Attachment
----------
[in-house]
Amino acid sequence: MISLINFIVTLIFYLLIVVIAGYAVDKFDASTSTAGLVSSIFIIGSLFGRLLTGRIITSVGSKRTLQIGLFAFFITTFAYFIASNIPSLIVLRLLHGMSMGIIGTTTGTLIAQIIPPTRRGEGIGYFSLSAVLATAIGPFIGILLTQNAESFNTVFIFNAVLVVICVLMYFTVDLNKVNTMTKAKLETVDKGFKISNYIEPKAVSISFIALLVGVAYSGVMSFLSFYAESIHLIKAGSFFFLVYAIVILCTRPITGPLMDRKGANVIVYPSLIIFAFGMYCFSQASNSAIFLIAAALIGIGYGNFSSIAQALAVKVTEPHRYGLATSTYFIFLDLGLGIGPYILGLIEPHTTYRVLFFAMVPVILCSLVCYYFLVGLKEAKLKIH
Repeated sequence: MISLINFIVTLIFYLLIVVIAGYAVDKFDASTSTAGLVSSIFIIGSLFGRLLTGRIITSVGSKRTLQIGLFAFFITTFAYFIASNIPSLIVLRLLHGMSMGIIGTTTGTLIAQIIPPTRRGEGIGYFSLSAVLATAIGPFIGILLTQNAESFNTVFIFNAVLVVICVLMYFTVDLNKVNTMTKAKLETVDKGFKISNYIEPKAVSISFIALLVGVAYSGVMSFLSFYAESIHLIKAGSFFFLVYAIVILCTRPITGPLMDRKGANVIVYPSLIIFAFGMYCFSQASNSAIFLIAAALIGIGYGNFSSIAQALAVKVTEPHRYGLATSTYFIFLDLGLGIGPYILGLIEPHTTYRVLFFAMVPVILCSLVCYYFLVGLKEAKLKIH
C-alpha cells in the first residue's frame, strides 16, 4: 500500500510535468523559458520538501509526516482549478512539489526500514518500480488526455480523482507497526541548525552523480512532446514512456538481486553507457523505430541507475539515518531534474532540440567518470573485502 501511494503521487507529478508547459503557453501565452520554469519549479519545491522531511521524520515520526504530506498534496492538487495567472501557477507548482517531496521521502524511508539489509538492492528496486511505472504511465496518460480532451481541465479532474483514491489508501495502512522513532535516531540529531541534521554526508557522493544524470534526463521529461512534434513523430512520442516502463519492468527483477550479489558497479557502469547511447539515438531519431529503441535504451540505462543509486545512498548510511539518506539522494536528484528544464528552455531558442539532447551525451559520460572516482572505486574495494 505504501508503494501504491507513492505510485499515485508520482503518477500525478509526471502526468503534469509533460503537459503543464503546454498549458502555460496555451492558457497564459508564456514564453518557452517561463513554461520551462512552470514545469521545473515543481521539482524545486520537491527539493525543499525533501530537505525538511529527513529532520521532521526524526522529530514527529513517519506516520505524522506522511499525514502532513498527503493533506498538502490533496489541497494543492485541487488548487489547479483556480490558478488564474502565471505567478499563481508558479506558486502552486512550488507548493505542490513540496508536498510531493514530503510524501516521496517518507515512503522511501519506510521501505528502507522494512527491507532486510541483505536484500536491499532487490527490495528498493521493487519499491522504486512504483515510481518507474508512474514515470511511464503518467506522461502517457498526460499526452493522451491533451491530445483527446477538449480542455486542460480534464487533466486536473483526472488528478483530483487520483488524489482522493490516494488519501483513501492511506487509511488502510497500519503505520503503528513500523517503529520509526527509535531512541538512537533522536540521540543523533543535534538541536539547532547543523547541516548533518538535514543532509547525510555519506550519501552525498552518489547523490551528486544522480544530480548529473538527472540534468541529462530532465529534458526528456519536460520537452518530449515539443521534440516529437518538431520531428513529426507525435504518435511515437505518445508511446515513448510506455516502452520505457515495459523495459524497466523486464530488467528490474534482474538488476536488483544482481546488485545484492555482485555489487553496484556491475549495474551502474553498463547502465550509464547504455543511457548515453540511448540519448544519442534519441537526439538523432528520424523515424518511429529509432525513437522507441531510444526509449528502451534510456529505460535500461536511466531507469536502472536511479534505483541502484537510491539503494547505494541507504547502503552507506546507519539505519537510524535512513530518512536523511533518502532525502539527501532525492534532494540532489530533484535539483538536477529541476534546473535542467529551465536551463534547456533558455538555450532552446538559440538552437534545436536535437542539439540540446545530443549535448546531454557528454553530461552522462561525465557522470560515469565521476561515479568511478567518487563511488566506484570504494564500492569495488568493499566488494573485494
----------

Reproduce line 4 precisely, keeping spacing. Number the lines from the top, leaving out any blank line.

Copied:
C-alpha cells in the first residue's frame, strides 16, 4: 500500500510535468523559458520538501509526516482549478512539489526500514518500480488526455480523482507497526541548525552523480512532446514512456538481486553507457523505430541507475539515518531534474532540440567518470573485502 501511494503521487507529478508547459503557453501565452520554469519549479519545491522531511521524520515520526504530506498534496492538487495567472501557477507548482517531496521521502524511508539489509538492492528496486511505472504511465496518460480532451481541465479532474483514491489508501495502512522513532535516531540529531541534521554526508557522493544524470534526463521529461512534434513523430512520442516502463519492468527483477550479489558497479557502469547511447539515438531519431529503441535504451540505462543509486545512498548510511539518506539522494536528484528544464528552455531558442539532447551525451559520460572516482572505486574495494 505504501508503494501504491507513492505510485499515485508520482503518477500525478509526471502526468503534469509533460503537459503543464503546454498549458502555460496555451492558457497564459508564456514564453518557452517561463513554461520551462512552470514545469521545473515543481521539482524545486520537491527539493525543499525533501530537505525538511529527513529532520521532521526524526522529530514527529513517519506516520505524522506522511499525514502532513498527503493533506498538502490533496489541497494543492485541487488548487489547479483556480490558478488564474502565471505567478499563481508558479506558486502552486512550488507548493505542490513540496508536498510531493514530503510524501516521496517518507515512503522511501519506510521501505528502507522494512527491507532486510541483505536484500536491499532487490527490495528498493521493487519499491522504486512504483515510481518507474508512474514515470511511464503518467506522461502517457498526460499526452493522451491533451491530445483527446477538449480542455486542460480534464487533466486536473483526472488528478483530483487520483488524489482522493490516494488519501483513501492511506487509511488502510497500519503505520503503528513500523517503529520509526527509535531512541538512537533522536540521540543523533543535534538541536539547532547543523547541516548533518538535514543532509547525510555519506550519501552525498552518489547523490551528486544522480544530480548529473538527472540534468541529462530532465529534458526528456519536460520537452518530449515539443521534440516529437518538431520531428513529426507525435504518435511515437505518445508511446515513448510506455516502452520505457515495459523495459524497466523486464530488467528490474534482474538488476536488483544482481546488485545484492555482485555489487553496484556491475549495474551502474553498463547502465550509464547504455543511457548515453540511448540519448544519442534519441537526439538523432528520424523515424518511429529509432525513437522507441531510444526509449528502451534510456529505460535500461536511466531507469536502472536511479534505483541502484537510491539503494547505494541507504547502503552507506546507519539505519537510524535512513530518512536523511533518502532525502539527501532525492534532494540532489530533484535539483538536477529541476534546473535542467529551465536551463534547456533558455538555450532552446538559440538552437534545436536535437542539439540540446545530443549535448546531454557528454553530461552522462561525465557522470560515469565521476561515479568511478567518487563511488566506484570504494564500492569495488568493499566488494573485494